Actor Christopher Malcolm has died at the age of 67. In the early ’70s, the Scottish-born Malcolm originated the part of Brad Majors in the original stage production of The Rocky Horror Show and co-produced a West End revival of the cult musical in 1990. But the actor was probably best known for playing the character of Zev Senesca in Star Wars sequel The Empire Strikes Back and Saffy’s father Justin in the beloved British sitcom Absolutely Fabulous. His other acting credits included 1980′s mercenary action movie The Dogs of War, Warren Beatty-directed Reds (1981), and Highlander and Labyrinth (both released in 1986).
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Cate Blanchett, one of the stars of George Clooney’s Monuments Men, which opens this weekend, canceled her promotional morning show appearances. The Oscar-winner had been scheduled to appear on both Good Morning America and Live! With Kelly and Michael on Wednesday.
According to The Hollywood Reporter, Blanchett’s rep said the interviews were canceled “to allow Cate the time and privacy to grieve for the loss of her friend Philip Seymour Hoffman.”
Blanchett starred with Hoffman in 1999′s The Talented Mr. Ripley. She and her husband Andrew Upton remained close to Hoffman throughout the years.
British character actor Roger Lloyd-Pack has died at the age of 69, according to The Guardian. Lloyd-Pack was much loved in his homeland for playing the dim-witted Trigger in the hugely popular sitcom Only Fools and Horses and the equally slow Owen Newitt in the similarly successful, Richard Curtis-penned show The Vicar of Dibley. But he was an incredibly versatile performer whose big screen credits included Tinker Tailor Soldier Spy, Interview with the Vampire, and Harry Potter and the Goblet of Fire, in which he played Barty Crouch Sr. In addition to his TV and film roles, Lloyd-Pack was an accomplished theater actor and recently appeared alongside Mark Rylance in London productions of Richard III and Twelfth Night. According to his agent, Lloyd-Pack was suffering from pancreatic cancer and died at home surrounded by his family.
The publisher of two tabloid magazines said it never intended to imply that Tom Cruise had cut all ties to his daughter after his divorce and announced Friday that it had reached a settlement with the actor over two stories it published.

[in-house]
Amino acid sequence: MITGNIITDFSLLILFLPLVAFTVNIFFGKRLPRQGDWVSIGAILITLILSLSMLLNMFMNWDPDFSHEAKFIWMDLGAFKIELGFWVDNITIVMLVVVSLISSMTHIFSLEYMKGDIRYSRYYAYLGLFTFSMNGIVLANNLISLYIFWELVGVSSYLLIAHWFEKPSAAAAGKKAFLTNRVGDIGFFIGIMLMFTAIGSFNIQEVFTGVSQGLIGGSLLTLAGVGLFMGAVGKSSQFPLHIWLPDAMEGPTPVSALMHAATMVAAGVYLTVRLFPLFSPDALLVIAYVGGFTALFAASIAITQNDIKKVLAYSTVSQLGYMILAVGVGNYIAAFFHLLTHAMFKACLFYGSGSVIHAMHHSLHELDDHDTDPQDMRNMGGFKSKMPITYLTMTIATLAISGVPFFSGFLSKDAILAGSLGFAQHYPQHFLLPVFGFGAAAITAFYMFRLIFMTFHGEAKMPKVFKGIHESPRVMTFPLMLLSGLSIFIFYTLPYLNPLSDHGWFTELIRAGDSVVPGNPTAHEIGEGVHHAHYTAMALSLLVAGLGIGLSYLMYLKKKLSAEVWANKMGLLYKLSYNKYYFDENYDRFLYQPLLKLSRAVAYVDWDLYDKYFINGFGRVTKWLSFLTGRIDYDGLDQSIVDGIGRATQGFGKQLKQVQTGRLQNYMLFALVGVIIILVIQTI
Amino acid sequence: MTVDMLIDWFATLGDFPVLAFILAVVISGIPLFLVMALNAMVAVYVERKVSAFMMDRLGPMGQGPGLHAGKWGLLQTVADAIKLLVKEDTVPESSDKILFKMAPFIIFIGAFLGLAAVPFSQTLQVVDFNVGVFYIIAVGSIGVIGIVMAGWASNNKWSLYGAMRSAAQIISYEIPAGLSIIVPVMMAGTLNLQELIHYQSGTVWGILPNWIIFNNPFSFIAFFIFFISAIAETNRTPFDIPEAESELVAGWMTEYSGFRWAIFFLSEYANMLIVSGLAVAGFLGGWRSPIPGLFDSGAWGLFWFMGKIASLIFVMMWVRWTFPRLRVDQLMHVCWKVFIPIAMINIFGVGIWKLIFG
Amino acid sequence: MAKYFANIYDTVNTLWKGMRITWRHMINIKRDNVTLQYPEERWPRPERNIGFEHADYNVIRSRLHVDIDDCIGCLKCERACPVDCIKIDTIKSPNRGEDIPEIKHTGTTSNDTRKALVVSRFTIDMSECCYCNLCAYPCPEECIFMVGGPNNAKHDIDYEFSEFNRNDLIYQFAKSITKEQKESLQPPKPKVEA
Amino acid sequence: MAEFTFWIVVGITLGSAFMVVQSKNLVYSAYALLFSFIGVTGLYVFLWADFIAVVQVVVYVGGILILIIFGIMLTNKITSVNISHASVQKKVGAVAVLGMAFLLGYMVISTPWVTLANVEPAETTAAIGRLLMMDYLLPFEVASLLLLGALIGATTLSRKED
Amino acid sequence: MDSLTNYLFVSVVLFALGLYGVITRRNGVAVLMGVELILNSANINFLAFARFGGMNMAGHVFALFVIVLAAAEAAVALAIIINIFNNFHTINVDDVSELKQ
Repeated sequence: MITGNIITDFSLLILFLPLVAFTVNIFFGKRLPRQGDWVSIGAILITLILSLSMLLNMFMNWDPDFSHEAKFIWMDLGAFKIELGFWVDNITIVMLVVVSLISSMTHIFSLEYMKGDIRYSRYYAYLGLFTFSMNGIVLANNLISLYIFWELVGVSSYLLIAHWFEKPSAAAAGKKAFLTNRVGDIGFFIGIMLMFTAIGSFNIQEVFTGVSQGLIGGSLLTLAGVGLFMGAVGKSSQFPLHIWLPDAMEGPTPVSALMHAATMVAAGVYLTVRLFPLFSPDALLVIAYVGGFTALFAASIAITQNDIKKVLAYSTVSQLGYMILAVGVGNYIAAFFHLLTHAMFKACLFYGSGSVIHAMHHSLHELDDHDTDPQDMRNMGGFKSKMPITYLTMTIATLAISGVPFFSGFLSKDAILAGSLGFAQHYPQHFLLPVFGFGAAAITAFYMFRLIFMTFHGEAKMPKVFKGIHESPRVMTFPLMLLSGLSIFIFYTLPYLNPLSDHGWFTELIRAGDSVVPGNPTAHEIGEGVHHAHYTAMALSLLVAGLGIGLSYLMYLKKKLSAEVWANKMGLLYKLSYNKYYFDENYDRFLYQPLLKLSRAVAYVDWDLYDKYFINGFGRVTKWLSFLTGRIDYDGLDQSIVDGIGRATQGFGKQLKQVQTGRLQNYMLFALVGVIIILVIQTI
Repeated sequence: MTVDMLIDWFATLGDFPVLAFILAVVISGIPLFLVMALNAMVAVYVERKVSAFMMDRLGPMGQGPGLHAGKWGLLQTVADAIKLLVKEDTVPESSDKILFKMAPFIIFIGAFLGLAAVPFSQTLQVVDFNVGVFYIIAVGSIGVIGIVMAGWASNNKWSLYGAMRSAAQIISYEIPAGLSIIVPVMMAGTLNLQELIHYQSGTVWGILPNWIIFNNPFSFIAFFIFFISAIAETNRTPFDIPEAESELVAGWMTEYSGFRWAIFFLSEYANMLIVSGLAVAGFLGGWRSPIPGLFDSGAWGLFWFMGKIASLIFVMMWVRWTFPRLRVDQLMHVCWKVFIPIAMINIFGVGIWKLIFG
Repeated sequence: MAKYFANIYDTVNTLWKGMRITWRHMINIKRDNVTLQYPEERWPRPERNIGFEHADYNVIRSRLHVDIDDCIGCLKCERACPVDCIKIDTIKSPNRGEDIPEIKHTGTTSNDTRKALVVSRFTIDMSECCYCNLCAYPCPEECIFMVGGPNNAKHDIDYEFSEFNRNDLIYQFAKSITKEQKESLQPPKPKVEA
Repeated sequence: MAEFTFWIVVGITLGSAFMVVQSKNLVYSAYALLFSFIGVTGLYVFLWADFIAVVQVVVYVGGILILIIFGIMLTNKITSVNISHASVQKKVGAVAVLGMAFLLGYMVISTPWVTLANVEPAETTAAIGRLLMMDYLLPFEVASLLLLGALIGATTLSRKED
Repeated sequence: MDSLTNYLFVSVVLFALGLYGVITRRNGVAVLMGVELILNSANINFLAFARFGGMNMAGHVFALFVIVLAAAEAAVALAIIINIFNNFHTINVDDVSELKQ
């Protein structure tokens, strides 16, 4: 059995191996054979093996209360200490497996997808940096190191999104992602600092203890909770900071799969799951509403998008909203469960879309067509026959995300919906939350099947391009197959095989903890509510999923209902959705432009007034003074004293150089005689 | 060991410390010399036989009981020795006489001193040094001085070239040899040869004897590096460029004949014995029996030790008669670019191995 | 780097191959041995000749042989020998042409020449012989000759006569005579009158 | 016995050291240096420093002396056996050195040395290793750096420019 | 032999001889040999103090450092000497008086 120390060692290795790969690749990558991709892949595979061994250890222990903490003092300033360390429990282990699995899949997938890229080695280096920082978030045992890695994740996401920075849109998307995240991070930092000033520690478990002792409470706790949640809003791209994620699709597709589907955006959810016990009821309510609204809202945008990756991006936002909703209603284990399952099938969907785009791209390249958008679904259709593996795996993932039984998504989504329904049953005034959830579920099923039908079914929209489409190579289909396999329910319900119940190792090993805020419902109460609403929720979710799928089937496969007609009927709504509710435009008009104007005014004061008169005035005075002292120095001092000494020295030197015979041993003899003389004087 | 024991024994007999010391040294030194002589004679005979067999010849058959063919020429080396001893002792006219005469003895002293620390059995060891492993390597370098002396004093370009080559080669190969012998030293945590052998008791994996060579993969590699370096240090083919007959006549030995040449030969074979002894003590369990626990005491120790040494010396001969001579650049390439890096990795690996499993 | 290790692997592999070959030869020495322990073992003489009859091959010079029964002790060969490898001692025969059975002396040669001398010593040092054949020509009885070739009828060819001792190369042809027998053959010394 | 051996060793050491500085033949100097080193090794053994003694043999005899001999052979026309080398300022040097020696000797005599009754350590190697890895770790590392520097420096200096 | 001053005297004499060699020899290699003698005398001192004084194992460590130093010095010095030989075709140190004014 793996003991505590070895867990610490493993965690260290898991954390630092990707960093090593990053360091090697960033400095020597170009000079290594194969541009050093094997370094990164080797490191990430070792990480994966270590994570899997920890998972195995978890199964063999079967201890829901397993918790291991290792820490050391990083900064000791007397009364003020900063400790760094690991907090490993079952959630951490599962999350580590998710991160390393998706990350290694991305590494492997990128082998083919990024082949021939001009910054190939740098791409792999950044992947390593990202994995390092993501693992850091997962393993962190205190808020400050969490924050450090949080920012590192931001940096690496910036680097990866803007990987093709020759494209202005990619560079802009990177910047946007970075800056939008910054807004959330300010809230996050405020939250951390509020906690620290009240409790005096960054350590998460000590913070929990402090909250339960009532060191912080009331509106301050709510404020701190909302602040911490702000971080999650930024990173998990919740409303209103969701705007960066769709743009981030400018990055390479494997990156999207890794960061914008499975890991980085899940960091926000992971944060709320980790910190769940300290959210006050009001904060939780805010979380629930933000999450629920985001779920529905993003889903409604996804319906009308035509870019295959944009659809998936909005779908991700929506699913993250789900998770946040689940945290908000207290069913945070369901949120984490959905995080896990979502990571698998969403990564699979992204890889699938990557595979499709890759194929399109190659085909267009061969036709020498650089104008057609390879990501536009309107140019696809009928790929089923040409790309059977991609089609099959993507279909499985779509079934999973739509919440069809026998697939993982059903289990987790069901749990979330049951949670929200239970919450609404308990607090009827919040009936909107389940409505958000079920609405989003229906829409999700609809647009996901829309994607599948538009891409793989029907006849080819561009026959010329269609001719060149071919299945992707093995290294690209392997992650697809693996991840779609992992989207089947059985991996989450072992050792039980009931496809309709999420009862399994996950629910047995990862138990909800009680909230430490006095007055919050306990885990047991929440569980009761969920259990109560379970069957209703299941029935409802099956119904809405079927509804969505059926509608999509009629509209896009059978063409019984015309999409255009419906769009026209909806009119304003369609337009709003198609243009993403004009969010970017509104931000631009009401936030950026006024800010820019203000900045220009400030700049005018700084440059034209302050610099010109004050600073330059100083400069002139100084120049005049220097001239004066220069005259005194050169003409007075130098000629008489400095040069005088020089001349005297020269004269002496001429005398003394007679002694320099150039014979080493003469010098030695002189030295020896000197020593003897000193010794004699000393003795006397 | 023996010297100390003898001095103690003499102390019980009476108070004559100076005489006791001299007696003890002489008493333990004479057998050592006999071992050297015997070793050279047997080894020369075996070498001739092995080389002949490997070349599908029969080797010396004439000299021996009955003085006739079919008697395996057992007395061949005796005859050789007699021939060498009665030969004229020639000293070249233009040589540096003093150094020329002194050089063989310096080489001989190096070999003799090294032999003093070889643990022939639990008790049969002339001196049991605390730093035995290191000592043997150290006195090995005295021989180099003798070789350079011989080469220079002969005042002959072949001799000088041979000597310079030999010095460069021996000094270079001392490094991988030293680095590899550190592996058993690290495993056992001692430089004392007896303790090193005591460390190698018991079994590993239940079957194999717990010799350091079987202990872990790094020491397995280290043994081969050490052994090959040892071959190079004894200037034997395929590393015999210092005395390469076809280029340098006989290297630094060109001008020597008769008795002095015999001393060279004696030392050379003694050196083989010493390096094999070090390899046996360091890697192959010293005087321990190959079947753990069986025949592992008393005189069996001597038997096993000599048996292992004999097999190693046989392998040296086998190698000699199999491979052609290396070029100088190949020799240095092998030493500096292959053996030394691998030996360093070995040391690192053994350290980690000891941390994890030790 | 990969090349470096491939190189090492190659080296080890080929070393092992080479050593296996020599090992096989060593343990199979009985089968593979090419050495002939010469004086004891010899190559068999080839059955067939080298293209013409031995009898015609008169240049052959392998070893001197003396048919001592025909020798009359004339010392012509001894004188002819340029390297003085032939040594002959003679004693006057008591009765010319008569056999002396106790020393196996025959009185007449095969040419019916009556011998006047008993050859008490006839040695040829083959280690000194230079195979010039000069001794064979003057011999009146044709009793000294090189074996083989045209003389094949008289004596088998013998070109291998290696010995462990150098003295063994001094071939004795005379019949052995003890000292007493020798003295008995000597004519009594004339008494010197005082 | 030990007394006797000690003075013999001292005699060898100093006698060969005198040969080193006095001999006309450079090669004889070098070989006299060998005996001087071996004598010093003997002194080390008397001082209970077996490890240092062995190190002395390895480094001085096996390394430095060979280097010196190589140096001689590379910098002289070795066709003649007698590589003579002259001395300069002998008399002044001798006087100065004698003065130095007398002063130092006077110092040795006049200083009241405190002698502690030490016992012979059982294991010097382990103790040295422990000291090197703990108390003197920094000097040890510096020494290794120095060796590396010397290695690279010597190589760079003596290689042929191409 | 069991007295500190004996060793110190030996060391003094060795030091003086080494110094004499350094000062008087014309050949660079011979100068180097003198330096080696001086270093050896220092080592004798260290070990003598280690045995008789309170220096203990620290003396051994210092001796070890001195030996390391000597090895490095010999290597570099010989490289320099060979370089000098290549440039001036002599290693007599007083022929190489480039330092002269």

Bauer Publishing and Cruise’s lawyer wrote in a joint statement that the terms of the settlement were confidential.
George Clooney and Benedict Cumberbatch were honored last night at the BAFTA Britannia Awards in Los Angeles, according to the New York Times. Clooney received the Stanley Kubrick Britannia Award for Excellence in Film while Cumberbatch won the award for British Artist of the Year. Other winners included Idris Elba and Sacha Baron Cohen, who pranked the audience with a skit in which he seemed to push an old woman off the stage.
Winners of the Britannia awards are chosen by members of the Los Angeles arm of the British Academy of Film and Television Arts.
Captain Picard is feeling playful!
Sir Patrick Stewart, 73, best known for portraying Jean-Luc Picard in Star Trek: The Next Generation, tweeted the words “Yes, married,” Sunday, with a photo of himself and his singer/songwriter girlfriend Sunny Ozell, 35, smiling in a ball pit.
Yes, married. pic.twitter.com/ZSMnpluSeL
— Patrick Stewart (@SirPatStew) September 8, 2013
No additional details were provided, but we do hope that Sir Ian McKellen did indeed officiate the wedding.
Grammy-winning musician JJ Cale, who was best known for writing timeless hits for Eric Clapton, died on Friday at age 74, according to his website. Cale suffered a heart attack and passed away at Scripps Hospital in La Jolla, Calif.
Cale may not have been a household name on par with the many famous musicians he performed with, and wrote for, over the years, but his blues-drenched influence on the classic rock of the 1970s is as undeniable as it is indelible. Early in his career, Cale toured with the Grand Ole Opry road company before heading west to Los Angeles, where he recorded his song “After Midnight.” It was merely a B-side at the time, but years later Eric Clapton would turn the song into his first solo hit. Clapton also later covered Cale’s doom-soaked ode to — or cautionary tale about — the ’70s drug of choice, “Cocaine”. Decades later, in 2007, the Cale and Clapton team would win a Grammy for their collaboration on The Road to Escondido.
Artists as varied as Lynyrd Skynyrd, Santana, and Johnny Cash all covered Cale’s songs over the years — the ultimate tribute to a musician who preferred to stay in the background and let his songs speak for him.
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